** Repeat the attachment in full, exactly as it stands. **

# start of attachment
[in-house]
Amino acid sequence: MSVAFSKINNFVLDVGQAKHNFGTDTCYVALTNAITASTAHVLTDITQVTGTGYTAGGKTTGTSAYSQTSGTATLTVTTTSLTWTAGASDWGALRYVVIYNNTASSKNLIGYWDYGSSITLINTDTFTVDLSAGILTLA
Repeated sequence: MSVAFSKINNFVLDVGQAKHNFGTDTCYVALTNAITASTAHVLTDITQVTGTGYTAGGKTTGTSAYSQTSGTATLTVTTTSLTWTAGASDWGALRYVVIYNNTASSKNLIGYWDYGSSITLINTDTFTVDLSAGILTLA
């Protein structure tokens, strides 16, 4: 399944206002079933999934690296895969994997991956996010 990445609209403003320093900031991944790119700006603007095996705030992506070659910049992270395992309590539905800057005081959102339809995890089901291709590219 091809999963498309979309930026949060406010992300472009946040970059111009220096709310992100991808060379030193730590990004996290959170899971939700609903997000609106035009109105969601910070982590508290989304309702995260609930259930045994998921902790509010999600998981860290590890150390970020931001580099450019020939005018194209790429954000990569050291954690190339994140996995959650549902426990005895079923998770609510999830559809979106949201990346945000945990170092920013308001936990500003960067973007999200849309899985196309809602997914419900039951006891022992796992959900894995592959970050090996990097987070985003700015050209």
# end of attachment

[in-house]
Amino acid sequence: MSVAFSKINNFVLDVGQAKHNFGTDTCYVALTNAITASTAHVLTDITQVTGTGYTAGGKTTGTSAYSQTSGTATLTVTTTSLTWTAGASDWGALRYVVIYNNTASSKNLIGYWDYGSSITLINTDTFTVDLSAGILTLA
Repeated sequence: MSVAFSKINNFVLDVGQAKHNFGTDTCYVALTNAITASTAHVLTDITQVTGTGYTAGGKTTGTSAYSQTSGTATLTVTTTSLTWTAGASDWGALRYVVIYNNTASSKNLIGYWDYGSSITLINTDTFTVDLSAGILTLA
């Protein structure tokens, strides 16, 4: 399944206002079933999934690296895969994997991956996010 990445609209403003320093900031991944790119700006603007095996705030992506070659910049992270395992309590539905800057005081959102339809995890089901291709590219 091809999963498309979309930026949060406010992300472009946040970059111009220096709310992100991808060379030193730590990004996290959170899971939700609903997000609106035009109105969601910070982590508290989304309702995260609930259930045994998921902790509010999600998981860290590890150390970020931001580099450019020939005018194209790429954000990569050291954690190339994140996995959650549902426990005895079923998770609510999830559809979106949201990346945000945990170092920013308001936990500003960067973007999200849309899985196309809602997914419900039951006891022992796992959900894995592959970050090996990097987070985003700015050209």